Meeting the Challenge of Global Postsecondary Education
The transformation that Ontario’s postsecondary education system is undergoing is historically significant. Even more important, though, is the wealth of new options these changes will soon provide for the province’s students.

By Douglas Auld

Until last year, higher education in Ontario was marked by a university system that granted degrees and a community college system that granted diplomas. The one exception was Ryerson Polytechnic Institute, which granted applied degrees and, in the mid-90s, became a university.

Unlike their counterparts in the United States, where the associate degree is the common credential for a two-year community college program, Ontario colleges were not permitted to grant degrees.

While there was little change in the structure of the Ontario postsecondary system, rapid change was taking place elsewhere in Canada and around the world. Alberta community colleges were granted the right to offer applied degrees under certain conditions. In British Columbia, five community colleges became university colleges, with the right to offer undergraduate degrees. New Zealand developed a system of polytechnic degree granting institutions and in Britain, many of the polytechnics became universities.


Even though Ontario’s postsecondary structure remained the same, college programs across the province were already evolving to meet new demands.

The changes began in the early 1990s when many programs became linked to degree programs at universities in Ontario, other provinces, the U.S. and other countries. Degree granting institutions recognized that a significant portion of the college curricula was sufficiently similar to that of universities. It made sense to formally recognize college credits towards degrees.

The formal change to college programs arrived over the last two years as the provincial government was convinced that the specialized and unique strengths of the colleges could provide the foundation for baccalaureate degrees in applied education unlike those in the university sector.


Throughout the 1990s and continuing today, universities in Canada and elsewhere have and are recognizing that postsecondary community college education in many instances is an excellent foundation for degree level study.

A number of Ontario universities offer up to 100 per cent credit for certain college programs provided graduates from such programs achieve a specified academic performance. One example is the Loyalist College-University of Guelph articulation in Early Childhood Education-Child Studies.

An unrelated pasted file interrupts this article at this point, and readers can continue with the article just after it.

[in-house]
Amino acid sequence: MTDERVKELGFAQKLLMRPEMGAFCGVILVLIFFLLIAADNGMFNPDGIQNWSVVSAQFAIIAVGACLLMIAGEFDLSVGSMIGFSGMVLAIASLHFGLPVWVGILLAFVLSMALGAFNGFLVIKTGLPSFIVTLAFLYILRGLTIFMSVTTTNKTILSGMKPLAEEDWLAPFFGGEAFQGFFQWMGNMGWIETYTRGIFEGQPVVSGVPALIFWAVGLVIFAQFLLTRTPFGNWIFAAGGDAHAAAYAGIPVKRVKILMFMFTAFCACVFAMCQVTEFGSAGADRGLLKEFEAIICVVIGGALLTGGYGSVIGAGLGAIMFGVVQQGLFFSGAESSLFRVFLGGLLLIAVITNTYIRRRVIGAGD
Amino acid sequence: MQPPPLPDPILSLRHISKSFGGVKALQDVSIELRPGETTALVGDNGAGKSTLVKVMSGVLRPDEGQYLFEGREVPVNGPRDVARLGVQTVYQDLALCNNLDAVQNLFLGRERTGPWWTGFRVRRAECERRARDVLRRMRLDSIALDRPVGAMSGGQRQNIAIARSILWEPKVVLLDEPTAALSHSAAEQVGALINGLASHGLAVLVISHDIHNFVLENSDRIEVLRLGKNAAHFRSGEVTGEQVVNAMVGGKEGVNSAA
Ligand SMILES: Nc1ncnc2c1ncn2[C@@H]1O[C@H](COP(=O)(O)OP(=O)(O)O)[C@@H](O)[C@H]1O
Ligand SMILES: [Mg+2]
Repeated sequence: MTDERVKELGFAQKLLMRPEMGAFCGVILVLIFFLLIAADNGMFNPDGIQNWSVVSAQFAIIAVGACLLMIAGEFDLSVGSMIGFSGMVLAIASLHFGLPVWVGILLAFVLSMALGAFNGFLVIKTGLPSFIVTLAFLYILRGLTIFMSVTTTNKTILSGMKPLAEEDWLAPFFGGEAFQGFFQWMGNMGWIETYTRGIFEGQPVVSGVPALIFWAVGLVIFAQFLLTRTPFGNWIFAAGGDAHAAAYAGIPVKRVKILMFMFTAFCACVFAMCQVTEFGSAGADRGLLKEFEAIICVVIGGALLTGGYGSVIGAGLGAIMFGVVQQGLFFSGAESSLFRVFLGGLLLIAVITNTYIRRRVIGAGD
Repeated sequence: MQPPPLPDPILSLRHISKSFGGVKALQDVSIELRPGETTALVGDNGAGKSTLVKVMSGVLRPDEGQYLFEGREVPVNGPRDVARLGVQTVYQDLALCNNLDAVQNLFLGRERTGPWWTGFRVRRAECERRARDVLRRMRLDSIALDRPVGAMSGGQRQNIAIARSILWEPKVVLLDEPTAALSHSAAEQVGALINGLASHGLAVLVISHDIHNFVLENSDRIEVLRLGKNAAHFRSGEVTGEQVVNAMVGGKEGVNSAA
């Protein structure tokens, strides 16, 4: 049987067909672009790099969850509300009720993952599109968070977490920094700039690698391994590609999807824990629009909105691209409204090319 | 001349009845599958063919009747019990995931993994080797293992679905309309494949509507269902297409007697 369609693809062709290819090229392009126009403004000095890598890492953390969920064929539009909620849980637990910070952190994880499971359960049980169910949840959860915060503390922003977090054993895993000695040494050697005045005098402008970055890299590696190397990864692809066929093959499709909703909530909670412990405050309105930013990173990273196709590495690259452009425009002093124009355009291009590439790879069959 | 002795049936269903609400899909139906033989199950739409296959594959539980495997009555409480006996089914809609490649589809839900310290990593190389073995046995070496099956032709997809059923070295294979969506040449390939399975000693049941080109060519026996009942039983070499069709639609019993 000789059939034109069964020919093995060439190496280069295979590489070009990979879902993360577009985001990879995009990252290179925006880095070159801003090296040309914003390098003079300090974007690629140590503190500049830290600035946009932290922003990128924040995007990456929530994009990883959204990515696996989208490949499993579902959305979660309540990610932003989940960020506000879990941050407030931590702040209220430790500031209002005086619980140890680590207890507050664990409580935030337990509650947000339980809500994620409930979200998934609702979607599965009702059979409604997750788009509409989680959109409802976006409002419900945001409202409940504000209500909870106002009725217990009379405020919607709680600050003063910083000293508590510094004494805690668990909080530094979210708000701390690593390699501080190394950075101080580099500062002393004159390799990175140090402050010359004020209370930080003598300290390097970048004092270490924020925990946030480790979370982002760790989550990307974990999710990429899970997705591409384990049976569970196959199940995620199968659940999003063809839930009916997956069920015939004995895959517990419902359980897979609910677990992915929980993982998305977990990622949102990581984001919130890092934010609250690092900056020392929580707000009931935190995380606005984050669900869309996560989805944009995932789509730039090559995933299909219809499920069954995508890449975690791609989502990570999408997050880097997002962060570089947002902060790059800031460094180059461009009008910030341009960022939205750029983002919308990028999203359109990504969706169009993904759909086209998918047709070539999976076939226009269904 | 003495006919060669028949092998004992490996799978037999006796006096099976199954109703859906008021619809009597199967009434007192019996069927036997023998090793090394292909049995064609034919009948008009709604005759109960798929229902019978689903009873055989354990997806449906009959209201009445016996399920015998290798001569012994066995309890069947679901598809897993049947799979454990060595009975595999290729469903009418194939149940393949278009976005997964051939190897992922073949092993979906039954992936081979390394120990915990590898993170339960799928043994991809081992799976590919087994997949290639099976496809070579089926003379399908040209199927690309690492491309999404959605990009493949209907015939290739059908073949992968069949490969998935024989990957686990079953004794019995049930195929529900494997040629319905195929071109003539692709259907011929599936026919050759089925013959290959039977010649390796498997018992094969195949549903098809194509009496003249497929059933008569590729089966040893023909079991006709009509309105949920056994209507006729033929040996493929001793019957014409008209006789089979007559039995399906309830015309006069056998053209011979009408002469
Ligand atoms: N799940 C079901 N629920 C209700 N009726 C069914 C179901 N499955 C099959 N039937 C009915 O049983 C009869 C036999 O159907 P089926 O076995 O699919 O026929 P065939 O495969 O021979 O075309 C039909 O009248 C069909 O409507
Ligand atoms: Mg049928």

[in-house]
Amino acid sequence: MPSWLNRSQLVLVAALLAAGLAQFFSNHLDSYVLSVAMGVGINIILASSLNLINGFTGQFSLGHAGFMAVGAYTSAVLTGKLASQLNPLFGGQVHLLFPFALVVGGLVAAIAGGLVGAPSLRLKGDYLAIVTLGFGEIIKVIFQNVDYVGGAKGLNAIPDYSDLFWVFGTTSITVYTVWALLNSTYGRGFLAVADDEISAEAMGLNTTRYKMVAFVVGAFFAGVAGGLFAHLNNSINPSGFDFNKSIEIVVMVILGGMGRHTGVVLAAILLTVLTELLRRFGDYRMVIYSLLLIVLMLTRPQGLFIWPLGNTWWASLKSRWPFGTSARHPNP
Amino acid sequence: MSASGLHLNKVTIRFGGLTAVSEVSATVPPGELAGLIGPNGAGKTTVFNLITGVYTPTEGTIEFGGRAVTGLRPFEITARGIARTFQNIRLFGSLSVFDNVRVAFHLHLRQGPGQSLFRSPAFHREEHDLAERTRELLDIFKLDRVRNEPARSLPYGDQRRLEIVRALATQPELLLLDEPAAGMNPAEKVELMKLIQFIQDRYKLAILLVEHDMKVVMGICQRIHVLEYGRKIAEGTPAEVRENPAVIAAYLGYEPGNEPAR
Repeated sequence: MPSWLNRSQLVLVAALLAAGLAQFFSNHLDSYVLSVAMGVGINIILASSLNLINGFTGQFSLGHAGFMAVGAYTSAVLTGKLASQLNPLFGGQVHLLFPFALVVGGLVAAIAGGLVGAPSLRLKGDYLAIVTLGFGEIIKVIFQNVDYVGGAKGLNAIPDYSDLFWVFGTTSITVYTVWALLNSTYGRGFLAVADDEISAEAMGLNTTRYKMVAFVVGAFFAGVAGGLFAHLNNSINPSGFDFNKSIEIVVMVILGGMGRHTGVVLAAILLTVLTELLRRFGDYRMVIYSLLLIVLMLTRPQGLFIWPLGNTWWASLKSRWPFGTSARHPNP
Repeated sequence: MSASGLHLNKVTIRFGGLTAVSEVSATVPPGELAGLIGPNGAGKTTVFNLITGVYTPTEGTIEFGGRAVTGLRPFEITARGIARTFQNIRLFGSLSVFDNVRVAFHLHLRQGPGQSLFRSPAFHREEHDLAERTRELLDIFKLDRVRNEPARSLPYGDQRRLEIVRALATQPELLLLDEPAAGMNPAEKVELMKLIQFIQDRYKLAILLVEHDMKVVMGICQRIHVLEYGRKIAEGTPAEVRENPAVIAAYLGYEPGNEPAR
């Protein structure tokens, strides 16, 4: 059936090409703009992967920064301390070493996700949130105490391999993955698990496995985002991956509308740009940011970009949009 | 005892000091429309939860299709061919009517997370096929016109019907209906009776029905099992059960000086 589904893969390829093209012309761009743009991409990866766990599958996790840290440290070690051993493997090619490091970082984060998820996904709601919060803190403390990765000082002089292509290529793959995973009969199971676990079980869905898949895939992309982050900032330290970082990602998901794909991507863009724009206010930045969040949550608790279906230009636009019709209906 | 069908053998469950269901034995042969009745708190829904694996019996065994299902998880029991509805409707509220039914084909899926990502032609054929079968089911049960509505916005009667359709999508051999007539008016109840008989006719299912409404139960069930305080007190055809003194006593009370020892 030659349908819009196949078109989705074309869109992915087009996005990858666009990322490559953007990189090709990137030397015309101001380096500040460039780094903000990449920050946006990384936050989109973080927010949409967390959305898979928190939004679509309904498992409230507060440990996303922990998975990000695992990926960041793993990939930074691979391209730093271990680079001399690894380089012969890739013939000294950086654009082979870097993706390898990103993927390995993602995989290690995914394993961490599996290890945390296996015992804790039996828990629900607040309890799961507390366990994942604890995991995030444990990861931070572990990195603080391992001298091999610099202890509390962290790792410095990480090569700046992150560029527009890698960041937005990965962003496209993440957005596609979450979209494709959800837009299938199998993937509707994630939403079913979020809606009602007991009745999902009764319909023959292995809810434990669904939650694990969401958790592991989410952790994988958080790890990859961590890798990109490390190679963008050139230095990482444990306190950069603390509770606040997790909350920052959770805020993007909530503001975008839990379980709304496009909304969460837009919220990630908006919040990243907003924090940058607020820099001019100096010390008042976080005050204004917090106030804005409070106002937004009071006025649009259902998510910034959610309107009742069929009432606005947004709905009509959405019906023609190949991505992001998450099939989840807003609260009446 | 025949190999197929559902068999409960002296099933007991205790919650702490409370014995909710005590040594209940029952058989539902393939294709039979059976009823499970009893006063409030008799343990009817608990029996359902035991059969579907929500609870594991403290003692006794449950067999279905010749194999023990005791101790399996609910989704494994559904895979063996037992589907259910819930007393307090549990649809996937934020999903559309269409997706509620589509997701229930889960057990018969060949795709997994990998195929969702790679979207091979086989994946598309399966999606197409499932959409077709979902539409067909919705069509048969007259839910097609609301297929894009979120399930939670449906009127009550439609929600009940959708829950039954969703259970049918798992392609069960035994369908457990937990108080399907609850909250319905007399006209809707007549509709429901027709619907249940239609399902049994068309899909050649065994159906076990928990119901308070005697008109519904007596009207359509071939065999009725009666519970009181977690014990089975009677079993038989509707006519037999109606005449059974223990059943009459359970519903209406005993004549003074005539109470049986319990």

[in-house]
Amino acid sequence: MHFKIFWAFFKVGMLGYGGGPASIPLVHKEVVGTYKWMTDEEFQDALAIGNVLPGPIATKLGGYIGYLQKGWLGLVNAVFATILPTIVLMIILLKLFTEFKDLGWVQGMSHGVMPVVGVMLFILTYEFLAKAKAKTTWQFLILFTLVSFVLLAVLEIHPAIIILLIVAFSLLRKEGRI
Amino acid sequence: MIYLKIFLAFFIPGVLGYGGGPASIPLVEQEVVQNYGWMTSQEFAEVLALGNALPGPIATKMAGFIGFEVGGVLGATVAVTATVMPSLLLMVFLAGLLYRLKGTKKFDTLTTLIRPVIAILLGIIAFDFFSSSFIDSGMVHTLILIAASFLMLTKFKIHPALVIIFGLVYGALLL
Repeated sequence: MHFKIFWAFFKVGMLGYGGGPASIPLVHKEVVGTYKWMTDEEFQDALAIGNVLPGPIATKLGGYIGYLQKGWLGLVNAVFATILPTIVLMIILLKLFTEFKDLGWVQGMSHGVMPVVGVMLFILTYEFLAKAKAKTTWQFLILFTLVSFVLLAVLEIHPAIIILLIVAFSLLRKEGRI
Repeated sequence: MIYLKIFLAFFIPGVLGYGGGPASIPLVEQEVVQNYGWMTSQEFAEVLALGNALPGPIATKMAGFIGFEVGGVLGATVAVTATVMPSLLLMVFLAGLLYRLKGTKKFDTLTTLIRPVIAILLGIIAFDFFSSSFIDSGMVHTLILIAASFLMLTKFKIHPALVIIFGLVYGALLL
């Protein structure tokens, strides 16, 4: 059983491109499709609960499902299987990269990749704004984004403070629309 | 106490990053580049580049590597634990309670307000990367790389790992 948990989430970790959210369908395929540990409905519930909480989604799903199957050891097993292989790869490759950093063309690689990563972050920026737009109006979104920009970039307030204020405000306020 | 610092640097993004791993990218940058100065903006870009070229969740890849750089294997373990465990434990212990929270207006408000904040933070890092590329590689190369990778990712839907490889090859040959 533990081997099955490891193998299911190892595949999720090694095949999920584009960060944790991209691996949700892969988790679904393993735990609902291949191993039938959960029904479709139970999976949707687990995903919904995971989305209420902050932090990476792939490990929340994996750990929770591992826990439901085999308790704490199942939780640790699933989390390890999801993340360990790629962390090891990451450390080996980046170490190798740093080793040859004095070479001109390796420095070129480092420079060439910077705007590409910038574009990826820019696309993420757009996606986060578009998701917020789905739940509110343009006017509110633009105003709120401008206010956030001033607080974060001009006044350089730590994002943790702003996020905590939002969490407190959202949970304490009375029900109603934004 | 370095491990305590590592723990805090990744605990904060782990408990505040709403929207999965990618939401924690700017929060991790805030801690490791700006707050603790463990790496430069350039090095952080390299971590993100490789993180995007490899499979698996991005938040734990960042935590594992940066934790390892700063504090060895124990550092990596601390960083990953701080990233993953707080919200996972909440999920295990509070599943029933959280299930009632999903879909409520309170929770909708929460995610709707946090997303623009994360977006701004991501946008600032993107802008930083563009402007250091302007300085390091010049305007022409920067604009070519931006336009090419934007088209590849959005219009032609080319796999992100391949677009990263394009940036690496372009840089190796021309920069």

Loyalist College graduates who achieve at least a B+ average during their two years of college study may enter the third year of the four-year Child Studies program at Guelph. This arrangement provides an excellent alternative to the traditional university-only route. The combination of the intense applied nature of college education and the more theoretical foundations from the university side is unbeatable.


Applied degrees are offered at several non-university institutions in Canada such as Mount Royal College in Calgary, the University College of Cape Breton and British Columbia Institute of Technology. They are widespread throughout the U.S., Europe, Australia and New Zealand. For several years, Ontario colleges and many employers have been arguing in favour of college-based applied degrees.

How does a four-year applied baccalaureate differ from a university degree? A review of the programs at the granting institutions reveals a strong core of advanced level vocational skills, often combined with management courses, both general and related to the particular nature of the program.

Almost all such programs are four years in length. In some cases, the core of advanced vocational skills is offered in the first two years, allowing a student to graduate with a diploma instead of continuing for the four years and the degree.

The need for such programs has arisen largely because of the increasingly complex nature of work in many industries and business. Environmental management, robotics, computer animation, industrial design systems and computer engineering are all areas that lend themselves to a four-year program with a strong base of vocational skills. These degrees are attractive to students graduating from high school with an interest in the hands-on part of learning and skills development.


In addition to extending degree-granting powers, the provincial government has introduced in the legislature a new Act to govern the operation of Ontario’s community colleges. The Act Respecting the Establishment and Governance of Colleges of Applied Arts and Technology received first reading on December 4, 2001.

The Act contains a clause suggesting that colleges could become something different in the future and there is now a debate about the transformation of a college into a polytechnic institute. For decades, Ryerson was the one polytechnic institute in Ontario and for a while, perhaps the only one in Canada.

In other parts of the world, polytechnics are not uncommon and in some instances involve institutions with strong research activity and graduate programs. Rensselaer Polytechnic Institute in the U.S., founded in 1824, is one of the country’s leading degree-granting institutions. The Milan Polytechnic Institute of Italy offers degree-granting programs, some of which require five years of study. Both New Zealand and Germany offer polytechnic education.

Colleges given nod to grant degrees

On March 27 nine colleges received approval from the Ontario government to grant degrees in specific programs:

  • Algonquin College – Bachelor of Applied Business (E-Business Supply Chain Management)
  • Centennial College – Bachelor of Applied Information Science (Computer and Communication Networking)
  • Conestoga College – Bachelor of Applied Technology (Integrated Advanced Manufacturing Technologies), Bachelor of Applied Technology (Integrated Telecommunication and Computer Technologies)
  • George Brown College – Bachelor of Applied Business (Financial Services)
  • Georgian College – Bachelor of Applied Business (Automotive Management)
  • Humber College – Bachelor of Applied Business (E-Business), Bachelor of Applied Arts (Paralegal Studies)
  • Mohawk College – Bachelor of Applied Technology (Process Automation)
  • Seneca College – Bachelor of Applied Business (Financial Services Management), Bachelor of Applied Technology (Environmental Site Remediation)